A very warm and dry month
A year of weather extremes across New Zealand
Four seasons with a little bit of everything. It started with the bummer summer… then came the fires, rain, flooding and a very weird November. But it’s all in a year of weather as NIWA wraps up the seasonal highlights.
If history is anything to go by, Wellington and Christchurch are the main centres most likely to experience a dry Christmas Day, while Auckland and Hamilton are the least likely. That’s according to a new climate study undertaken by NIWA meteorologist Ben Noll.
Equal second-warmest spring on record for New Zealand
Hot in the south and dry countrywide to end spring
More than 50 “weather detectives” from 20 countries will be in Auckland next week to share their experiences saving snippets of meteorological history that will ultimately help scientists better understand the processes of climate variability and change.
A weekly update describing soil moisture across the country to help assess whether severely to extremely dry conditions are occurring or imminent. Regions experiencing these soil moisture deficits are deemed “hotspots”. Persistent hotspot regions have the potential to develop into drought.
Does climate change affect the position of the Subtropical Front around New Zealand? This has important consequences for New Zealand's climate and biological productivity.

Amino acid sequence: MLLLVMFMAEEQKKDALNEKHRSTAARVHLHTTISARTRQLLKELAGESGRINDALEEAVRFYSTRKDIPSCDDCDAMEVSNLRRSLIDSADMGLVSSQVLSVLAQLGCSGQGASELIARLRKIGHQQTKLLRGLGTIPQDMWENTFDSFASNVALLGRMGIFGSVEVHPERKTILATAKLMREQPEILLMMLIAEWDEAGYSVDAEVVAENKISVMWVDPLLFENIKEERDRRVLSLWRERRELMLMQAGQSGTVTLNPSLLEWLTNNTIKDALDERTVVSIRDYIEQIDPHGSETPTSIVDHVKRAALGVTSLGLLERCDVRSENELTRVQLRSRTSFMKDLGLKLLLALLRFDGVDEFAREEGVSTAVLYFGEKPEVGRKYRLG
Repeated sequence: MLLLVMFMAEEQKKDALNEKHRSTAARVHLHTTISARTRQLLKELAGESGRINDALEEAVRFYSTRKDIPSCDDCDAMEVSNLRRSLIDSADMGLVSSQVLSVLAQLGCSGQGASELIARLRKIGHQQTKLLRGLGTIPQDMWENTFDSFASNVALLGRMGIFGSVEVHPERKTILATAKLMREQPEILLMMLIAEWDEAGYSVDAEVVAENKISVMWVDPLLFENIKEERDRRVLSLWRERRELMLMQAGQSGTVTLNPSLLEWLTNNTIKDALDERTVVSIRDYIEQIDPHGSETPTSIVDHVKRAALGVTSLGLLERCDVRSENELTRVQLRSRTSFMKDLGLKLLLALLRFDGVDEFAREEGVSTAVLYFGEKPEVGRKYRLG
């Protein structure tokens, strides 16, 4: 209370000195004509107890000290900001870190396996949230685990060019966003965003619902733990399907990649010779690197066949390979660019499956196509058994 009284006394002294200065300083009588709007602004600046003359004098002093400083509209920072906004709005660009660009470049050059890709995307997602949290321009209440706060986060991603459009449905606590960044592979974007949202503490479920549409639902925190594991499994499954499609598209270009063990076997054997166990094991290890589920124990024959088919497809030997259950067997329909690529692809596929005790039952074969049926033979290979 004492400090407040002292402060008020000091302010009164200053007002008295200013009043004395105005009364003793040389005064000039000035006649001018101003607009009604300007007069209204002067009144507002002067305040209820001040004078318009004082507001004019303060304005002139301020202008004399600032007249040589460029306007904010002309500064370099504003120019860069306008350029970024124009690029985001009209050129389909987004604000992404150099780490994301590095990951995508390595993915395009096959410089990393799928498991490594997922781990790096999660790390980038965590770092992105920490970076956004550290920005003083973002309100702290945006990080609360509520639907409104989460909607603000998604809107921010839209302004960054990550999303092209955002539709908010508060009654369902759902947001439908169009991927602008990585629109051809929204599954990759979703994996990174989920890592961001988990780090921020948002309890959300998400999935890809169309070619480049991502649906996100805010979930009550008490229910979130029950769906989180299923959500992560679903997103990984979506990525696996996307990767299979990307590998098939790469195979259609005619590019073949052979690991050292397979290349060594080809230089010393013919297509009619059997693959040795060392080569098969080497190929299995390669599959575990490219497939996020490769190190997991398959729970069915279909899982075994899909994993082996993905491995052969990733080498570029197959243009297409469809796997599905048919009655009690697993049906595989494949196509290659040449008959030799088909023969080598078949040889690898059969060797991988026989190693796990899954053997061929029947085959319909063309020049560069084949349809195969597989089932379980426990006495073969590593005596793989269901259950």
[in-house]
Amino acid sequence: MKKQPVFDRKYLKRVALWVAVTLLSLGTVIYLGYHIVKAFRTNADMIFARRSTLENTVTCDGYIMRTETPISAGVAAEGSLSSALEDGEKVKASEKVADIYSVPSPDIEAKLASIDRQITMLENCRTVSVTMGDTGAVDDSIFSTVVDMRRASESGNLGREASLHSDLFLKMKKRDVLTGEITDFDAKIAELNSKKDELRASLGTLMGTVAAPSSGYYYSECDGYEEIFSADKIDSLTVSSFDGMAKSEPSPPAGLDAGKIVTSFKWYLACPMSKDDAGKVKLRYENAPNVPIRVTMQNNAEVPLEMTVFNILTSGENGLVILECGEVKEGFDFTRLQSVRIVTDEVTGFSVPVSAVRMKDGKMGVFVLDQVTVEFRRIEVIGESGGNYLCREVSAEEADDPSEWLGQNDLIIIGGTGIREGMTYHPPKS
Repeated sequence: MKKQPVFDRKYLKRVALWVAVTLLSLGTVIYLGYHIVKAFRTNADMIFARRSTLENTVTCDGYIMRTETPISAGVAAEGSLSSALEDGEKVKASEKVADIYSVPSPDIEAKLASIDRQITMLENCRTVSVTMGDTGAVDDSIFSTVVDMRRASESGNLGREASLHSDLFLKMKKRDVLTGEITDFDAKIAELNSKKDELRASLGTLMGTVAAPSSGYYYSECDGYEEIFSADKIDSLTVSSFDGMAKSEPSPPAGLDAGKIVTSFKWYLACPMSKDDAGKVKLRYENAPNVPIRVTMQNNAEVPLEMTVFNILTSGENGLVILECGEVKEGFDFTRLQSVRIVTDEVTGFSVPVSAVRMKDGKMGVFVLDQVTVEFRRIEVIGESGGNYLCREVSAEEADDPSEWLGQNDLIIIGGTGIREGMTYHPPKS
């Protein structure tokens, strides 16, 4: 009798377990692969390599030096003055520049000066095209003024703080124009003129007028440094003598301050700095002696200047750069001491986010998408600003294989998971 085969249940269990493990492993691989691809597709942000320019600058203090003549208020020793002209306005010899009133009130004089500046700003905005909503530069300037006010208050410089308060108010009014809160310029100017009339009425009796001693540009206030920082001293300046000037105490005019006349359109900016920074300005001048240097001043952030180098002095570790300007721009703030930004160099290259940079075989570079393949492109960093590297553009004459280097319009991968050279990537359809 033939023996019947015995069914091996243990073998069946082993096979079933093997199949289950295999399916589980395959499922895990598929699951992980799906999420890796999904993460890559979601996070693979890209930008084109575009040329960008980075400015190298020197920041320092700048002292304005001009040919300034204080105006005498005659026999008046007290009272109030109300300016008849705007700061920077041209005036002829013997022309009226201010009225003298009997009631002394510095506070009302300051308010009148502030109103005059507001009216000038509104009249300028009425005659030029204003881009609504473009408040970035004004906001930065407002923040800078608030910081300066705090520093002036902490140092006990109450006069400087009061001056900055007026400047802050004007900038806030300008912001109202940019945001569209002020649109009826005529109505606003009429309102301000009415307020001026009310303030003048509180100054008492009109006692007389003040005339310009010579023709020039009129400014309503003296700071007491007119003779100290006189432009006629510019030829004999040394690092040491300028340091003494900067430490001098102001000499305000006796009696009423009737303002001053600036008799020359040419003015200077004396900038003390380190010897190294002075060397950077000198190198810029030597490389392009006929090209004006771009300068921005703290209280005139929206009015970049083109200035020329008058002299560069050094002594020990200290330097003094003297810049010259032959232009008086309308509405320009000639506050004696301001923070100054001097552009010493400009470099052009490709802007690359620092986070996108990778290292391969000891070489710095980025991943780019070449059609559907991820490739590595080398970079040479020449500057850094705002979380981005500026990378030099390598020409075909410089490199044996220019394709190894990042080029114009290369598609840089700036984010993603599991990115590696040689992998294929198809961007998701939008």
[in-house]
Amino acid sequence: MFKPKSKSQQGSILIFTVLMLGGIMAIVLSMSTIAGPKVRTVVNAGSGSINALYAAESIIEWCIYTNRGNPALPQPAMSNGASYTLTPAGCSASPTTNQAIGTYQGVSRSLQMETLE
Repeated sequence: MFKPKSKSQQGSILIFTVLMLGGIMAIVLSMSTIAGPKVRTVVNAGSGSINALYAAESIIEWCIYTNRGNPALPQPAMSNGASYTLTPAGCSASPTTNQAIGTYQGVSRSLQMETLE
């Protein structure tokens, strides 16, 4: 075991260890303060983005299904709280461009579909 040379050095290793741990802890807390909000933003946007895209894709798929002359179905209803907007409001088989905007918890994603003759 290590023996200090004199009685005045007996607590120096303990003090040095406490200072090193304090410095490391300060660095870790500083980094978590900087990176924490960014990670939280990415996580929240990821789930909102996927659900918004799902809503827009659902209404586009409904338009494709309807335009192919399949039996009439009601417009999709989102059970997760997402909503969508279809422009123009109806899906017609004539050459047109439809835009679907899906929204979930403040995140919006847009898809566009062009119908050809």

A very dry and warm month for the South Island interior
The tropical Pacific is still officially in a ENSO (El Niño Southern Oscillation) neutral state, but some indicators have leaned more towards La Niña conditions during the course of October 2017.
A large area of high pressure will take up residence east of New Zealand for the next few days, bringing more unusual springtime warmth to parts of the South Island from tomorrow through to late next week, says NIWA forecaster Seth Carrier.
An immense dome of high pressure stretched across the Tasman Sea onto the South Island yesterday, bringing the highest temperatures across New Zealand since April.
A wet month for many and warm on the eastern coasts.
Many atmospheric and oceanic indicators in the tropical Pacific are on the La Niña side of neutral, although not yet strong enough to reach La Niña thresholds.
Most New Zealanders can be confident of a dry trip to the polling booth on Saturday, according to NIWA meteorologist Seth Carrier.

Outlook: August - October 2017

August – October 2017 temperatures are forecast to be above average for all regions of New Zealand, with high confidence (55-70% chance for above average temperatures). Nevertheless, frosts and cold snaps will occur during the remainder of winter and in early spring. Coastal water temperatures around New Zealand are forecast to remain above average over the next three-month period.

Global setting: July 2017

ENSO (El Niño – Southern Oscillation) neutral conditions (neither El Niño nor La Niña) continued in the tropical Pacific during July 2017, but this month mixed signals were again present. In particular, some atmospheric patterns have been recently leaning more towards weak La Niña conditions.


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